Southern California Edison reported to the California Public Utilities Commission that an electrical circuit outage occurred just two minutes before the first flames of what would become the Woolsey Fire were reported.
The cause of the fire is still under investigation, and Edison said there was no indication from fire officials that its equipment may have been involved in the start of the blaze.
The fire was reported at 2:24 p.m. Nov. 8 on the Santa Susana Field Lab property at E Street and Alfa Road, roughly between Chatsworth and Simi Valley.
Edison reported that an outage occurred at 2:22 p.m. that day at the “Big Rock 16 kV circuit out of Chatsworth Substation” at the same address.
In a submission to the state Public Utilities Commission on the evening the fire started, Southern California Edison wrote, “SCE submits this report out of an abundance of caution as it may meet the subject of significant public attention or media coverage reporting requirement.”
Edison announced on Nov. 9 that it had submitted the report to the commission, saying it would “fully cooperate with any investigations.”
Such a report to the CPUC is a requirement, Edison spokesman Steve Conroy told the Los Angeles Times.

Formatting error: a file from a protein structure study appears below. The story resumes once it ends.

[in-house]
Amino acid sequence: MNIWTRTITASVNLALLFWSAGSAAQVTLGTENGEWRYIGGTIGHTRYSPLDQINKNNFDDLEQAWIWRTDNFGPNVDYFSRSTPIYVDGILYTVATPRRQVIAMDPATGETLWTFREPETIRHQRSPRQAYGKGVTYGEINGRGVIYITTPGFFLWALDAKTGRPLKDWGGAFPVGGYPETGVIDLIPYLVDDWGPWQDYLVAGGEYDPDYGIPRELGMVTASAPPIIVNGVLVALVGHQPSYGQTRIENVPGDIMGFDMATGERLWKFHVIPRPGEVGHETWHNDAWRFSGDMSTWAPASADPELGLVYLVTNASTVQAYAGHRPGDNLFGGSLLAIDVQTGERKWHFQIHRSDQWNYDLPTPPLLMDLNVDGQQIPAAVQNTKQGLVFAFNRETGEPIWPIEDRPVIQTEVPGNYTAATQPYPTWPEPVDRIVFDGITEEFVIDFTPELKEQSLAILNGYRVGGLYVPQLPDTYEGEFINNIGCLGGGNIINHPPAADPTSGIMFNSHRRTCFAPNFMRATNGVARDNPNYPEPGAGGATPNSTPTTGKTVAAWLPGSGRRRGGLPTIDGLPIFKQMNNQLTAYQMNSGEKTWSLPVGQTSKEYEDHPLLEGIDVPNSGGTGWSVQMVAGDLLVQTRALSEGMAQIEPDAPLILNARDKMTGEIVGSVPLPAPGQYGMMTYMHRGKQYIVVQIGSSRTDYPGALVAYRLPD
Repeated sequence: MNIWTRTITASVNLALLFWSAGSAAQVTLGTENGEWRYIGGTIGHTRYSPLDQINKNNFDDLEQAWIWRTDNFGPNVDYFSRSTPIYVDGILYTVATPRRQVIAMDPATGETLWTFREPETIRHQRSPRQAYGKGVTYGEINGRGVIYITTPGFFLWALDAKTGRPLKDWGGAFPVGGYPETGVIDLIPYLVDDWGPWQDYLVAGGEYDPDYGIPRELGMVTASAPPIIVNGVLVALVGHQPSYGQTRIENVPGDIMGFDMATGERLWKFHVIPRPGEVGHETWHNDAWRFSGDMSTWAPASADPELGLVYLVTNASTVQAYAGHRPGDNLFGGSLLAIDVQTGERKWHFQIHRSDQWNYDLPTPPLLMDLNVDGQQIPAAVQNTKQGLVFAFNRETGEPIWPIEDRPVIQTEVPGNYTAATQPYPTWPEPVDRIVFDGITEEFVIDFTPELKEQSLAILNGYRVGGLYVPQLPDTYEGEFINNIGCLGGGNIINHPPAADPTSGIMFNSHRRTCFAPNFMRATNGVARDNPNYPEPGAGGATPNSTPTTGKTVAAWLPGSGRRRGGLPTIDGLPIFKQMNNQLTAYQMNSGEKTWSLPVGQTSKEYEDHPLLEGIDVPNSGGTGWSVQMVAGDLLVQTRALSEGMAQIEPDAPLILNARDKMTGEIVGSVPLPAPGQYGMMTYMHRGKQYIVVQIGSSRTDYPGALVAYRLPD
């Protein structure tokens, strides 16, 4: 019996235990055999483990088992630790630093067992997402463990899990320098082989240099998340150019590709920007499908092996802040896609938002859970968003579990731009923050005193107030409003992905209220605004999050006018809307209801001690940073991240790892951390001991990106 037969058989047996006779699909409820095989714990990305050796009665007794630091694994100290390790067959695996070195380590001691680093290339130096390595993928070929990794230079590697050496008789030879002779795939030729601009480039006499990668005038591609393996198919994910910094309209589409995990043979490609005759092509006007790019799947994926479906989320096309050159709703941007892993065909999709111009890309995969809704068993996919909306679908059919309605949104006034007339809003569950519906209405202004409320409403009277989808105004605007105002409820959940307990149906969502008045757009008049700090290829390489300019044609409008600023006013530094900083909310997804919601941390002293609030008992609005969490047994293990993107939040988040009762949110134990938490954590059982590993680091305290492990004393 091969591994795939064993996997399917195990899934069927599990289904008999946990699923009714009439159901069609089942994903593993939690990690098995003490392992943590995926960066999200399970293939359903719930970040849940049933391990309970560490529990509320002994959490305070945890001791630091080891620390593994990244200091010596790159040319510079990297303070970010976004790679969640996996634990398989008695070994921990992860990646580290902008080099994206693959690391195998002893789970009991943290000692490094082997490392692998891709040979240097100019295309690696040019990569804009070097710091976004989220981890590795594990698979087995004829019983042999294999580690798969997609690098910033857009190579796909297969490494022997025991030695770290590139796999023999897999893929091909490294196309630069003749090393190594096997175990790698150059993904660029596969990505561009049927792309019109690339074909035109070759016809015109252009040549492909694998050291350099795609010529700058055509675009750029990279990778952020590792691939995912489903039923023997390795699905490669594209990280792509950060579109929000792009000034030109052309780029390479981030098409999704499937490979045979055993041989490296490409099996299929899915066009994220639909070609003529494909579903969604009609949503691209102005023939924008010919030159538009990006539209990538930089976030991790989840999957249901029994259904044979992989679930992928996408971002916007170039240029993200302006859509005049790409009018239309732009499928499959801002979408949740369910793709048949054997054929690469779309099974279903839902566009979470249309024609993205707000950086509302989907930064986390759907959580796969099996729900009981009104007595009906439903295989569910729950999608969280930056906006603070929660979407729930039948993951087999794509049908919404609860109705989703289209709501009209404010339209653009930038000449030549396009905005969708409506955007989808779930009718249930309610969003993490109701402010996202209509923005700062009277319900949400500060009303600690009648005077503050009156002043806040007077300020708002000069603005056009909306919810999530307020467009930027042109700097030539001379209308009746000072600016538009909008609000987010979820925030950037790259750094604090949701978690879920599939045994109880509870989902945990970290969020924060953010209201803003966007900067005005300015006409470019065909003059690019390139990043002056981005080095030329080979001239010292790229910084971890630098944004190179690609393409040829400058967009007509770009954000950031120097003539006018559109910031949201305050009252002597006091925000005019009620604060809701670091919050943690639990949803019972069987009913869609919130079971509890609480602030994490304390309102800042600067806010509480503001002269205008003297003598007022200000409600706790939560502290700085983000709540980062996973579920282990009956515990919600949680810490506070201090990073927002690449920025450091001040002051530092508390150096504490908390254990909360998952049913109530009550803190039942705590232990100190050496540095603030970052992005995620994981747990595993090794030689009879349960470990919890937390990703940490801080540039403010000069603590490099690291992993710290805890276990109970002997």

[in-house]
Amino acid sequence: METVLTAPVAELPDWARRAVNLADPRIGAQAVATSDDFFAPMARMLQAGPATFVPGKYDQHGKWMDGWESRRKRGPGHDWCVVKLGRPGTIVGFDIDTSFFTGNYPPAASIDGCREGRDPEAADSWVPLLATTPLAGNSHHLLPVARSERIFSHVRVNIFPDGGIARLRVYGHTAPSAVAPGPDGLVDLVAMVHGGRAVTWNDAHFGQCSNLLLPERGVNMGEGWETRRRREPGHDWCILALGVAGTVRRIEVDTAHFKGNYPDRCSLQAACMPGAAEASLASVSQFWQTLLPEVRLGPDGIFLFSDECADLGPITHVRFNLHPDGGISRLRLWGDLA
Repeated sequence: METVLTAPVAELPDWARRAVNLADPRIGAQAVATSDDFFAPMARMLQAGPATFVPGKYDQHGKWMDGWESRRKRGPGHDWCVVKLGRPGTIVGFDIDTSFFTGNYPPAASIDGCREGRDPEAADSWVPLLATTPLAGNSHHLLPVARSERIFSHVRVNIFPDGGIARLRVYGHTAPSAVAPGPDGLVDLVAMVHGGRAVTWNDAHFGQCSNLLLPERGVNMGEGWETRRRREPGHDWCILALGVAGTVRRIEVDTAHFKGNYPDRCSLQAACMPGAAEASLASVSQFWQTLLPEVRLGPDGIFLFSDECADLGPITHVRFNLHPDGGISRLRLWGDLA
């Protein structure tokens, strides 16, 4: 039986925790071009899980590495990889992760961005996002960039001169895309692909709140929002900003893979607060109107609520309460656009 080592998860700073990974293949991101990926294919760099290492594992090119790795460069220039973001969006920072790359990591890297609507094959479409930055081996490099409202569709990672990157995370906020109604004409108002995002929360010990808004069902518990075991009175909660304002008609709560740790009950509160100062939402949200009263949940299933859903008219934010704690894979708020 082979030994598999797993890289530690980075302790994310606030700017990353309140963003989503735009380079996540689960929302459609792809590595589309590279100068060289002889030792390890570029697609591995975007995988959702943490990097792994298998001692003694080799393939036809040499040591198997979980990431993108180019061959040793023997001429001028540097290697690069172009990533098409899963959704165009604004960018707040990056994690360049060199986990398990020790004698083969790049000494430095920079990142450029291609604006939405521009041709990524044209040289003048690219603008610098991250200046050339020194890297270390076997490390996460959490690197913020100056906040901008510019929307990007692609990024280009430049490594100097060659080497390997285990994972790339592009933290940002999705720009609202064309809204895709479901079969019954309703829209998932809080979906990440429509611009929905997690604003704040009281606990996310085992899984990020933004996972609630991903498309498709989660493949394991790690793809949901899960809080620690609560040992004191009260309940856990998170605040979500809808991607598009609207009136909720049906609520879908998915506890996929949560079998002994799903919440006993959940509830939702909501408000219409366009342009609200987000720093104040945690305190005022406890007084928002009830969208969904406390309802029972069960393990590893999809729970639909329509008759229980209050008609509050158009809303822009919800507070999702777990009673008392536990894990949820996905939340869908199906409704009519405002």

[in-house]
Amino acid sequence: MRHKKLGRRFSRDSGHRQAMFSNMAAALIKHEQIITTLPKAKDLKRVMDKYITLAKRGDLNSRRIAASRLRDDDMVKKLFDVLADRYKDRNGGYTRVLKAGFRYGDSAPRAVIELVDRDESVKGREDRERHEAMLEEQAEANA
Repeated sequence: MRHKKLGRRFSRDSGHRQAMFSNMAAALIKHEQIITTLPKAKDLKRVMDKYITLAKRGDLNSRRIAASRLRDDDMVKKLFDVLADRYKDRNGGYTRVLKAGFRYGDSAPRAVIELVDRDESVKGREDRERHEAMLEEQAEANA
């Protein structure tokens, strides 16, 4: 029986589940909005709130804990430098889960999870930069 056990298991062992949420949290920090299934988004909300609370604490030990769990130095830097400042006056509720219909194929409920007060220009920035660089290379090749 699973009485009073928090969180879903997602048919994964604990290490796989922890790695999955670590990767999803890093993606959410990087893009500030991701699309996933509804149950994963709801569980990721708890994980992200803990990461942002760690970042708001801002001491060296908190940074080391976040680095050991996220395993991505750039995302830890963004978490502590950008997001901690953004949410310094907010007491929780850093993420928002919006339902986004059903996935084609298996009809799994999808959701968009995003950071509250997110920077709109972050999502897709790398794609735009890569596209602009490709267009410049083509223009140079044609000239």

“The report is preliminary,” Conroy said. “We have no other information other than a line went out of service and we don’t know why.”
Ventura County Fire Department Chief Mark Lorenzen hadn’t heard about the Edison report, the Associated Press reported.
“It wouldn’t surprise me” if it turns out that winds caused equipment failure that sparked a fire, Lorenzen said Monday morning.
Two deaths have been linked to the Woolsey Fire, which had burned about 143 square miles as of Monday. Both bodies were discovered in a burned-out vehicle found in the 33000 block of Mulholland Highway in the Santa Monica Mountains.
Last month, Edison admitted its electrical equipment helped start the deadly and massive Thomas Fire, which also killed two people. The Thomas Fire became largest wildfire in state history after breaking out in early December 2017. It has since been surpassed by the Mendocino Complex Fire.
Meanwhile, in connection the Woolsey Fire’s origin, the state Department of Toxic Substances Control said last week that state scientists and toxicologists “have reviewed information about the fire’s location and do not believe the fire has caused any releases of hazardous materials that would pose a risk to people exposed to the smoke.”
The agency, which monitors environmental cleanup at the Santa Susana Field Lab, said it planned to review data from from an air monitoring network that surrounds the property, where Rocketdyne was one of several companies to work on aerospace products, including involving nuclear material.
Correction: An earlier version of this article indicated Southern California Edison submitted its report to the CPUC over the weekend. The report was submitted Thursday, Nov. 8. The article has been updated.